Busted Halo
blog

Caitlin Kennell Kim, seminary grad, baby wrangler, ordinary radical, writes about the life of a convert in the Catholic Church and explores how faith and everyday life intersect.

Click this banner to see the entire series.

October 21st, 2013

Welcome Home: A Convert’s Guide to the RCIA

 
facebooktwittergoogle_plusredditpinterestlinkedintumblrmailfacebooktwittergoogle_plusredditpinterestlinkedintumblrmail

Young adults gathering in the Diocese of Rockville Centre, New York. (CNS photo/Gregory A. Shemitz, Long Island Catholic)

Young adults gathering in the Diocese of Rockville Centre, New York. (CNS photo/Gregory A. Shemitz, Long Island Catholic)

Well, it’s that time of year again. The leaves are falling, everything is suddenly pumpkin-flavored, and the RCIA (Rite of Christian Initiation of Adults) is starting in parishes all over the world. Whether you’re an inquirer (a person interested in learning more about the Catholic faith), a catechumen (an unbaptized person seeking to receive the sacraments), or a candidate (a baptized person seeking full communion with the Church), here’s a bit of advice from yours truly — a former RCIA participant and Adult Faith Formation parish minister.

1. Invest: Let’s talk about some tools it would be helpful to have on hand as you begin your journey. First, I highly recommend having access to a Catholic edition of the Bible. What’s that, you ask? Don’t all Christians read the SAME Bible? Great questions, you brilliant almost-convert! The short answer is: The Catholic Bible is the Bible that was used exclusively for the first 1,500 years of the Church. In addition to all that you would find in a standard Bible, Catholic editions contain books and chapters of books the theologians of the Reformation removed from the biblical canon. Catholic editions are available from your favorite bookseller (in hard copy and ebook formats) as well as from your priest or RCIA coordinator. You can also access a Catholic edition of the Bible online for free.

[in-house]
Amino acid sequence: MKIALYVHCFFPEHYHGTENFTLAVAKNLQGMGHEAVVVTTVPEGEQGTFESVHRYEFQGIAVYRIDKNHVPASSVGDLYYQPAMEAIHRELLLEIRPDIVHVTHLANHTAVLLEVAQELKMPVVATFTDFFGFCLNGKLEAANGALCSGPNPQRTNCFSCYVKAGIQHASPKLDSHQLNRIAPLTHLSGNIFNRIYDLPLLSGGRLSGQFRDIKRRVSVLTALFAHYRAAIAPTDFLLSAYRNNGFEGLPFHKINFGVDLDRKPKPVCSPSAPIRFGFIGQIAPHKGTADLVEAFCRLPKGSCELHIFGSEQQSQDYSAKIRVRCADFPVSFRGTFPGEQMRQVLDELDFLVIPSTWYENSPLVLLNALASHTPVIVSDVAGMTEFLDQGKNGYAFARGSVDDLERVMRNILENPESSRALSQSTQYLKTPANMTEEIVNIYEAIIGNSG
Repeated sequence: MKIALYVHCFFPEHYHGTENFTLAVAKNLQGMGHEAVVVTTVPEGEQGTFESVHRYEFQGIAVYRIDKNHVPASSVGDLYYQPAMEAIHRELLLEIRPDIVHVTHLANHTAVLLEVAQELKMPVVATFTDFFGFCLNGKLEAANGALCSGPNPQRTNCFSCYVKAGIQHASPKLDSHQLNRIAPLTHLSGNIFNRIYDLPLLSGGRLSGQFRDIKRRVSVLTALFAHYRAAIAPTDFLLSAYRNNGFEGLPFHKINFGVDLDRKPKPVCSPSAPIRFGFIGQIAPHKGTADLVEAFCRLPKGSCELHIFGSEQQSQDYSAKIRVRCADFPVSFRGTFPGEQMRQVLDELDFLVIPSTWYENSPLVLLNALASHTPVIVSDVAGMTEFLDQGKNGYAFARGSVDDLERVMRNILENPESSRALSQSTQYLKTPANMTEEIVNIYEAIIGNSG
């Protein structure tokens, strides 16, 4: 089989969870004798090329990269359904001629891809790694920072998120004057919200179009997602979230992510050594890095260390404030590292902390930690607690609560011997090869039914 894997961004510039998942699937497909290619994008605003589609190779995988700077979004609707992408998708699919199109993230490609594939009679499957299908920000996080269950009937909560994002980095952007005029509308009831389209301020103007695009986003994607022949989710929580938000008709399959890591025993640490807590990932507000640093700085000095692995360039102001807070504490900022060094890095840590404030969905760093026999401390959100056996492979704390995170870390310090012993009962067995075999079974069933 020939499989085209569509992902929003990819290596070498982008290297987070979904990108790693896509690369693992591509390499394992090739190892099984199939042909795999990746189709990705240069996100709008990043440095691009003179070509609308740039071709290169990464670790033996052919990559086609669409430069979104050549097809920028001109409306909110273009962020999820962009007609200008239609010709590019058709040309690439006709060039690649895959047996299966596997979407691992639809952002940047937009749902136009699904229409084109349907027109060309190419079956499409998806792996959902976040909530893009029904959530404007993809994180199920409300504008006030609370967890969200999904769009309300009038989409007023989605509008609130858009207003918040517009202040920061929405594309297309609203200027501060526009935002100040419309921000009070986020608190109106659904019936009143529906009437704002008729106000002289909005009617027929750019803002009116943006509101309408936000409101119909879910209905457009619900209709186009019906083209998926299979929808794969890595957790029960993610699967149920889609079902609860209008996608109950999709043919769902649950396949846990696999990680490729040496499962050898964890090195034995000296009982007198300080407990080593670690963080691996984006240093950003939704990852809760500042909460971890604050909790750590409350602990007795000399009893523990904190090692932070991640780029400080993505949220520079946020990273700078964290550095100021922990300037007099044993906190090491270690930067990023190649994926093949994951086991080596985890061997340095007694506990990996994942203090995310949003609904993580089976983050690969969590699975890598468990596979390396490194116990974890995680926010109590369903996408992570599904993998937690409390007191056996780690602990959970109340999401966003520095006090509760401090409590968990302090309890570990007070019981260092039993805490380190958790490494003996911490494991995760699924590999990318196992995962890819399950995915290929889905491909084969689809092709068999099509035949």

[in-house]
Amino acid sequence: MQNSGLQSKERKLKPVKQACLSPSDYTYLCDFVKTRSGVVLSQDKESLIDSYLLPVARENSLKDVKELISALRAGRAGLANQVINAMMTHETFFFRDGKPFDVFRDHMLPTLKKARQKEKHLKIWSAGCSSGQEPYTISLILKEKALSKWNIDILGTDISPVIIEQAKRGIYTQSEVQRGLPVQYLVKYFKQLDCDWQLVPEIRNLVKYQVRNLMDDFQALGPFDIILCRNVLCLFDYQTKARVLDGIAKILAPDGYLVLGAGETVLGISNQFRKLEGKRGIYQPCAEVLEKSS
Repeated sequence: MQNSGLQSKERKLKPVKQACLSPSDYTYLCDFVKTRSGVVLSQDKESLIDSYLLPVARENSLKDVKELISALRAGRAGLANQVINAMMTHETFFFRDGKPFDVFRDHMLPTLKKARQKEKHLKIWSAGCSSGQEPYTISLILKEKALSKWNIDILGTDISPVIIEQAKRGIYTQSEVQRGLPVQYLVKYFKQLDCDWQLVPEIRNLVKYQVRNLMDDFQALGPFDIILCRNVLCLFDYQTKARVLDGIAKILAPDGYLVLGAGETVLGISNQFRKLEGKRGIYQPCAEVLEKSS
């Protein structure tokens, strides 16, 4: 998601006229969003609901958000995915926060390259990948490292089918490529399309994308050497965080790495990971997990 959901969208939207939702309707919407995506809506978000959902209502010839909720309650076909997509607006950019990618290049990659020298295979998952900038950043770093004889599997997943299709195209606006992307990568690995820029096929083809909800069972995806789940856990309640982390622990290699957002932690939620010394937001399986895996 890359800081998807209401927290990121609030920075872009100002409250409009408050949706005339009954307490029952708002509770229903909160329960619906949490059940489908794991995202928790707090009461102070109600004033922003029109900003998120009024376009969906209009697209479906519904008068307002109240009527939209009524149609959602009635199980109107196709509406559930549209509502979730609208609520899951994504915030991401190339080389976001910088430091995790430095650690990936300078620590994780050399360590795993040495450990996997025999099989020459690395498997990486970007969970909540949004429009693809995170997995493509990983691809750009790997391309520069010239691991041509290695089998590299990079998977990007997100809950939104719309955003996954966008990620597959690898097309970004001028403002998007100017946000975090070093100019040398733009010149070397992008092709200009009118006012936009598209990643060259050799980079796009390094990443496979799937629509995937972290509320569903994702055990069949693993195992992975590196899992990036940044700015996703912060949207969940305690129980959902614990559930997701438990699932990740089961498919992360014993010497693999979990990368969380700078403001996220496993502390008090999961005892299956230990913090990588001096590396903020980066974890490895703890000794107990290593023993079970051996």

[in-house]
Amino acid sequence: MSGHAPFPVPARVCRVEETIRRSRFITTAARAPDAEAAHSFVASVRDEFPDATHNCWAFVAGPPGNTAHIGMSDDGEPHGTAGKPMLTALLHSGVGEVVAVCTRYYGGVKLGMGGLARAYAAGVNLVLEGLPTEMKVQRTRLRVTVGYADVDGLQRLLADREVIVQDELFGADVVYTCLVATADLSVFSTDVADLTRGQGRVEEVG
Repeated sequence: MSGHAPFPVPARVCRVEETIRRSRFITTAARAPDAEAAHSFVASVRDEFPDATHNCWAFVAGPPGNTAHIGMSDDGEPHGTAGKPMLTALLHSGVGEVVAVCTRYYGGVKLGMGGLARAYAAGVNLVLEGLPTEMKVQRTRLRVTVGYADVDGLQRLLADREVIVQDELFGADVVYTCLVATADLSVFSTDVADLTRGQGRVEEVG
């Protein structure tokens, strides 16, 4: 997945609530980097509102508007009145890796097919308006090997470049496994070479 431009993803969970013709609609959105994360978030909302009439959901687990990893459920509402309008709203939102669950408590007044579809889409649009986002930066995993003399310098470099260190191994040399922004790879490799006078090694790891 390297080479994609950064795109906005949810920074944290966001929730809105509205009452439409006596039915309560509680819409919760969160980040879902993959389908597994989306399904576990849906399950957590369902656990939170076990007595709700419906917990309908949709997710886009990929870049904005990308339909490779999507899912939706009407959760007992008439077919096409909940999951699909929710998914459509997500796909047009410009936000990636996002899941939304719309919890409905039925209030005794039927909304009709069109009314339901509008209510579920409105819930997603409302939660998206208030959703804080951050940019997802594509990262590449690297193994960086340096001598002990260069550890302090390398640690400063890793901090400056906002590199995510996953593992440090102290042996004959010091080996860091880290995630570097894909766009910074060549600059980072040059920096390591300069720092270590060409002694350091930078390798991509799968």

Second, get your hands on a Catechism. The Catechism of the Catholic Church contains an explanation of the beliefs, teachings, and practices belonging to Catholic Christians. It’s a great reference for anyone seeking to understand Catholicism as well as for practicing Catholics. You can access the Catechism free online, purchase a copy of your own, or borrow one from your local library. The USCCB (United States Conference of Catholic Bishops) has published a great resource called the United States Catholic Catechism for Adults. This is a well-written and interesting companion to the Catechism that I used as the main text for the RCIA classes I taught.

Beyond investing in resources, respect your spiritual journey enough to invest time and effort. Make a commitment to attend your class every week. If your catechist (teacher) or priest asks you to read something before your next class, do your best to get it done. Deciding whether or not to join the Church is a big deal. Give it the time and effort it (and you) deserves.